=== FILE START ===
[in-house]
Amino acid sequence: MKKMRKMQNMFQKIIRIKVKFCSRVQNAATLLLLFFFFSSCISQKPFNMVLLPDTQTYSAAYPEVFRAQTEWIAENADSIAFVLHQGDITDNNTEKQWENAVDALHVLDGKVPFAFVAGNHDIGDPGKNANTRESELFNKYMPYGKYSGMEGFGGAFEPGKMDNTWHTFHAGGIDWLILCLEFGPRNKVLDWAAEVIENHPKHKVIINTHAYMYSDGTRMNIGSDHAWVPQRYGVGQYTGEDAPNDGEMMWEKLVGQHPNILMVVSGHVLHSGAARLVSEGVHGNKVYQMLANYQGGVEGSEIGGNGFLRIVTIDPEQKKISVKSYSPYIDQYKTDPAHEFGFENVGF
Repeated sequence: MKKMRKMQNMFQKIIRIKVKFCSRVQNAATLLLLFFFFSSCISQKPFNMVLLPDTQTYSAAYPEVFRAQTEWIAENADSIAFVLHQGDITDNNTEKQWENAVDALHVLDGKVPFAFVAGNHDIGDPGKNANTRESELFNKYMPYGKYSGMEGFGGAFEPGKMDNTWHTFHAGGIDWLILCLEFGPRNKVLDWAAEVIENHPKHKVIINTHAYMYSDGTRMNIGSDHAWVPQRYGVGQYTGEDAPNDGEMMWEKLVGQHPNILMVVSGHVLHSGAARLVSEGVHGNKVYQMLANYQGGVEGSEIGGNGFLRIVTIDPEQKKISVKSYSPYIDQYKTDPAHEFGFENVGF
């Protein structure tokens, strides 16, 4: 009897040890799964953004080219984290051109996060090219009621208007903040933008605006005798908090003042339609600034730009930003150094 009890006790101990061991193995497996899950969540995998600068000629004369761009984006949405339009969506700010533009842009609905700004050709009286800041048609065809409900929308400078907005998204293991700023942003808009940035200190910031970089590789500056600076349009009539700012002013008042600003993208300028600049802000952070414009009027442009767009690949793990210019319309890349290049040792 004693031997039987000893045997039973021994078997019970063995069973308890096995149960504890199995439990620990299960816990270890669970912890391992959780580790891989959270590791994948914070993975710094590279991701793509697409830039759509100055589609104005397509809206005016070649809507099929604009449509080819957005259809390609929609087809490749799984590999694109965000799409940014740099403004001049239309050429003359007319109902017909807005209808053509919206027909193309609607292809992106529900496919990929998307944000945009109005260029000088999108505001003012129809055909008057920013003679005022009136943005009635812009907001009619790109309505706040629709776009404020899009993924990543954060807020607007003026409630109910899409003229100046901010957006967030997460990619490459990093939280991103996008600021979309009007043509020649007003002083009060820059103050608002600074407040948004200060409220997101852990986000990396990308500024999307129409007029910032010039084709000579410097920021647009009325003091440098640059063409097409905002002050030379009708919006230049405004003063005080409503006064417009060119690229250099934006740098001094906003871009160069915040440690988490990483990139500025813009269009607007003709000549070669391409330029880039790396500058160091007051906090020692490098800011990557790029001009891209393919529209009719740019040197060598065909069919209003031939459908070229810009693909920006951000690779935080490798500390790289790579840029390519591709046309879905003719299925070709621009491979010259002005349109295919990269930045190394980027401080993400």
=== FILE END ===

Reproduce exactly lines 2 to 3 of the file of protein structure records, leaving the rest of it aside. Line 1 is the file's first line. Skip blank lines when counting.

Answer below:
Amino acid sequence: MKKMRKMQNMFQKIIRIKVKFCSRVQNAATLLLLFFFFSSCISQKPFNMVLLPDTQTYSAAYPEVFRAQTEWIAENADSIAFVLHQGDITDNNTEKQWENAVDALHVLDGKVPFAFVAGNHDIGDPGKNANTRESELFNKYMPYGKYSGMEGFGGAFEPGKMDNTWHTFHAGGIDWLILCLEFGPRNKVLDWAAEVIENHPKHKVIINTHAYMYSDGTRMNIGSDHAWVPQRYGVGQYTGEDAPNDGEMMWEKLVGQHPNILMVVSGHVLHSGAARLVSEGVHGNKVYQMLANYQGGVEGSEIGGNGFLRIVTIDPEQKKISVKSYSPYIDQYKTDPAHEFGFENVGF
Repeated sequence: MKKMRKMQNMFQKIIRIKVKFCSRVQNAATLLLLFFFFSSCISQKPFNMVLLPDTQTYSAAYPEVFRAQTEWIAENADSIAFVLHQGDITDNNTEKQWENAVDALHVLDGKVPFAFVAGNHDIGDPGKNANTRESELFNKYMPYGKYSGMEGFGGAFEPGKMDNTWHTFHAGGIDWLILCLEFGPRNKVLDWAAEVIENHPKHKVIINTHAYMYSDGTRMNIGSDHAWVPQRYGVGQYTGEDAPNDGEMMWEKLVGQHPNILMVVSGHVLHSGAARLVSEGVHGNKVYQMLANYQGGVEGSEIGGNGFLRIVTIDPEQKKISVKSYSPYIDQYKTDPAHEFGFENVGF